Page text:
Green pastures: Do US real estate prices respond to population health?

Claudia Nau, David M Bishai

Research output: Contribution to journalArticle

Abstract

We investigate whether communities with improving population health will subsequently experience rising real estate prices. Home price indices (HPIs) for 371 MSAs from 1990 to 2010 are regressed against life-expectancy five years prior. HPIs come from the Federal Housing Finance Agency. Life expectancy estimates come from the Institute of Health Metrics. Our analysis uses random and fixed effect models with a comprehensive set of controls. Life expectancy predicted increases in the HPI controlling for potential confounders. We found that, this effect varied spatially. Communities that invest their revenue from property taxes in public health infrastructure could benefit from a virtuous cycle of better health leading to higher property values. Communities that do not invest in health could enter vicious cycles and this could widen geospatial health and wealth disparities.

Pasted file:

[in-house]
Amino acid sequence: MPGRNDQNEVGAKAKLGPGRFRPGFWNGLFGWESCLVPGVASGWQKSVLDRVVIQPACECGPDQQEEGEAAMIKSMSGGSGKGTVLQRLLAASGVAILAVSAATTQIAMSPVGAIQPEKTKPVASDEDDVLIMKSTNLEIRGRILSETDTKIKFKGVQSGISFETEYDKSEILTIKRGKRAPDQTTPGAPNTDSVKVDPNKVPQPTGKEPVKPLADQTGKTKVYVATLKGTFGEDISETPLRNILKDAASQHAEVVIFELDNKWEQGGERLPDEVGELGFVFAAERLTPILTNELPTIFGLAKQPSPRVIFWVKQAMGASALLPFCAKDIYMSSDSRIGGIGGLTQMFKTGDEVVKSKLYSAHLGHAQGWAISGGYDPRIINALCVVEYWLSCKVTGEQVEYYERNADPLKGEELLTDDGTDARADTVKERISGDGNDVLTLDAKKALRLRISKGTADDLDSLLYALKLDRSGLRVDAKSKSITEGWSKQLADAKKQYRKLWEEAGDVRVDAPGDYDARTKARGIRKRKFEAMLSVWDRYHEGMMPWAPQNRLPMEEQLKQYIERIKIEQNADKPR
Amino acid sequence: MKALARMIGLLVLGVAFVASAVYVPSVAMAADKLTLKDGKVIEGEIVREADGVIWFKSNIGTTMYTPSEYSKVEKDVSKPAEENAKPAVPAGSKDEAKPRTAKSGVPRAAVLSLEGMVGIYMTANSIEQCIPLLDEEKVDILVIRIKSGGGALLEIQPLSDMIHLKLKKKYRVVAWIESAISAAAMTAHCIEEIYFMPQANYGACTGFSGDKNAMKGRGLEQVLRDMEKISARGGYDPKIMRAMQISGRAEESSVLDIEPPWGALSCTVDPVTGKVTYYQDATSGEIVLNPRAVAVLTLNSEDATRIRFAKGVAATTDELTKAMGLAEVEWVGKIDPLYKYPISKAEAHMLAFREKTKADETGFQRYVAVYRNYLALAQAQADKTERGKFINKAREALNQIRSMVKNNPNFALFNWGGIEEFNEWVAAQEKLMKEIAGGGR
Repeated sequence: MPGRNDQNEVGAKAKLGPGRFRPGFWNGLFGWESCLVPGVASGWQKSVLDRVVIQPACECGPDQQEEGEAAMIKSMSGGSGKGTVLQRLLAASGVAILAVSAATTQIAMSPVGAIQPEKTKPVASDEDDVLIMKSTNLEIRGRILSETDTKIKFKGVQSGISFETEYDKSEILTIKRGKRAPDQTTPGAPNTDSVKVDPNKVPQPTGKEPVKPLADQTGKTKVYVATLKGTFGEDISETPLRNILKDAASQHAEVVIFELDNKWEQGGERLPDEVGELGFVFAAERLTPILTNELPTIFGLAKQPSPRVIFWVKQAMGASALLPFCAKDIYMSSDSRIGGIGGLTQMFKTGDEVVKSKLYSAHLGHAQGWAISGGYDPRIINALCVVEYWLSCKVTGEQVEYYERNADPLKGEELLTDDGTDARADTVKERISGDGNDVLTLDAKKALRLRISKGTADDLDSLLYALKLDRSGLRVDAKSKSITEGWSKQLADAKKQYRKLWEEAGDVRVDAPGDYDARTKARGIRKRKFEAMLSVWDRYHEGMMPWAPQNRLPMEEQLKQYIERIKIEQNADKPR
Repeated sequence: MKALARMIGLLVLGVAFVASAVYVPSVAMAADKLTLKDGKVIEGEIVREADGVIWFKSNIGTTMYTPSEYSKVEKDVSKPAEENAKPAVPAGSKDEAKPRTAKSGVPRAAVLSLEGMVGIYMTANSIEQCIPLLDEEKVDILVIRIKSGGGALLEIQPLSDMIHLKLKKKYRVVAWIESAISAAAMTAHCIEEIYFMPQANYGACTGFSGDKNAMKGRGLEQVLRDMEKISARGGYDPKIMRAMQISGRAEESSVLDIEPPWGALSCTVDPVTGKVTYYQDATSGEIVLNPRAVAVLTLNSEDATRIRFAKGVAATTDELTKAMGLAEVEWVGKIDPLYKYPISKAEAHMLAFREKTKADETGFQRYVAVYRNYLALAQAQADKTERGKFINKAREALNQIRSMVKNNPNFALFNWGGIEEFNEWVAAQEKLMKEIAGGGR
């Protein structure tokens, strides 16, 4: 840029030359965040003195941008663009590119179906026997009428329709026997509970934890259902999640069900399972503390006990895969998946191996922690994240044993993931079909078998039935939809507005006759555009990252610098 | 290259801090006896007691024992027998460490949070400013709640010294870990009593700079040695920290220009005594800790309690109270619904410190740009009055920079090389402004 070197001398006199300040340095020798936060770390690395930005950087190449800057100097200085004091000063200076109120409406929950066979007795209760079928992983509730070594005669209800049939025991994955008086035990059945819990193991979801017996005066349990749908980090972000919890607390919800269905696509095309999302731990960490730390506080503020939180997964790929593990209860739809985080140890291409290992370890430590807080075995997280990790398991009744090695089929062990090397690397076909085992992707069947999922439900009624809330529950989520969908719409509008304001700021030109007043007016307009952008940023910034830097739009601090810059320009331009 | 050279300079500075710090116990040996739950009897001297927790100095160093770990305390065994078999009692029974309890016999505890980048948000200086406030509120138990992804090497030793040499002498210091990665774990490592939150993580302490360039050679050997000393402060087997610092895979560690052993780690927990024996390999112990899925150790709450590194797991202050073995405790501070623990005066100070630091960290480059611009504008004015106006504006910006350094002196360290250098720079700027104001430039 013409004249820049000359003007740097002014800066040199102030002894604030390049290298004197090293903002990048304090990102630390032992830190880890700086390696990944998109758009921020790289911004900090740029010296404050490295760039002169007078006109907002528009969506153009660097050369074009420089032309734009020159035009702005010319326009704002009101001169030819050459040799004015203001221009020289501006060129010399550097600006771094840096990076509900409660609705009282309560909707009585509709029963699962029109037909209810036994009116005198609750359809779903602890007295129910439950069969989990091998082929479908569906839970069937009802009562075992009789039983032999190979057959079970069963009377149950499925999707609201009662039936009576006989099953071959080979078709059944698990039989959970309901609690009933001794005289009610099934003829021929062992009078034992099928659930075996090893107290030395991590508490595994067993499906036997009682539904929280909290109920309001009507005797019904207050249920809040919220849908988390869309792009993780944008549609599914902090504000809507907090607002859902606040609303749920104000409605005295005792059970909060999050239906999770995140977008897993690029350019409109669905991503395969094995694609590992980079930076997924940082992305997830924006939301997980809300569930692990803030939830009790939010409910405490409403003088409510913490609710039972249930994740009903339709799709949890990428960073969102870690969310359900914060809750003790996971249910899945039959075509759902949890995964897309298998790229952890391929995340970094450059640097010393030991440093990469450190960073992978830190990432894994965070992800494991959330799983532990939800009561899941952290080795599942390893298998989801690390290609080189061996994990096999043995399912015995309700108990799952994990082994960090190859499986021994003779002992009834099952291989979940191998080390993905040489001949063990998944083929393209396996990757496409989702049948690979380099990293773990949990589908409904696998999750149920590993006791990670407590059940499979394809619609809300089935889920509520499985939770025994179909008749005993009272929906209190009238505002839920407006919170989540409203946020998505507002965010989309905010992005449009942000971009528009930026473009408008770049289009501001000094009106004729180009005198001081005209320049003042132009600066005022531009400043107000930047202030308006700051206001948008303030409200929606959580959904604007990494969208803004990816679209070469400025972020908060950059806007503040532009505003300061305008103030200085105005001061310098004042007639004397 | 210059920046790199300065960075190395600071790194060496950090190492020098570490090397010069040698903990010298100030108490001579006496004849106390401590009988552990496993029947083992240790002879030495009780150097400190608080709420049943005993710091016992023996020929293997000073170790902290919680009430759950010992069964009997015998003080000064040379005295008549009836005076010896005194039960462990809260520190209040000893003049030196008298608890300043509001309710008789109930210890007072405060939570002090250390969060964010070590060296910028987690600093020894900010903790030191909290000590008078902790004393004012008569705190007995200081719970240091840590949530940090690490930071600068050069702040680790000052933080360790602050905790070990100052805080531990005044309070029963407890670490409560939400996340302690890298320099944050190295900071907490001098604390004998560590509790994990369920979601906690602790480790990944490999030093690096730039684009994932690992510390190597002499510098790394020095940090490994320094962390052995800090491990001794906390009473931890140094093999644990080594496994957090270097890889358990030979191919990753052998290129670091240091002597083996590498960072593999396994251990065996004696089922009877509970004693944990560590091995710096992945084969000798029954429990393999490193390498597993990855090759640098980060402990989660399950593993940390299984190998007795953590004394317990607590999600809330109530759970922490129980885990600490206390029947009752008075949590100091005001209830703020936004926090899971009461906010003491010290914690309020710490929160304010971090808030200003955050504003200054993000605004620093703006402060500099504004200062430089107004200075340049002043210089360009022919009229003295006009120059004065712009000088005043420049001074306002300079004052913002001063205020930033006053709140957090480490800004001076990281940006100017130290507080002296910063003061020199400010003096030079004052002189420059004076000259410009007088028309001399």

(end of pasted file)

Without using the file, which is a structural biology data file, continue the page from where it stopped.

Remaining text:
LanguageEnglish (US)
Pages59-67
Number of pages9
JournalHealth and Place
Volume49
DOIs
StatePublished - Jan 1 2018

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real estate
pasture
price index
life expectancy
Life Expectancy
Health
health
Population
housing finance
community
property tax
Taxes
public health
revenue
finance
Public Health
housing
infrastructure
price
index

Keywords

  • Community health
  • Hedonic pricing model
  • Housing Price Index
  • Life expectancy
  • Property prices
  • Property taxes

ASJC Scopus subject areas

  • Health(social science)
  • Geography, Planning and Development
  • Public Health, Environmental and Occupational Health

Cite this

Green pastures : Do US real estate prices respond to population health? / Nau, Claudia; Bishai, David M.

In: Health and Place, Vol. 49, 01.01.2018, p. 59-67.

Research output: Contribution to journalArticle

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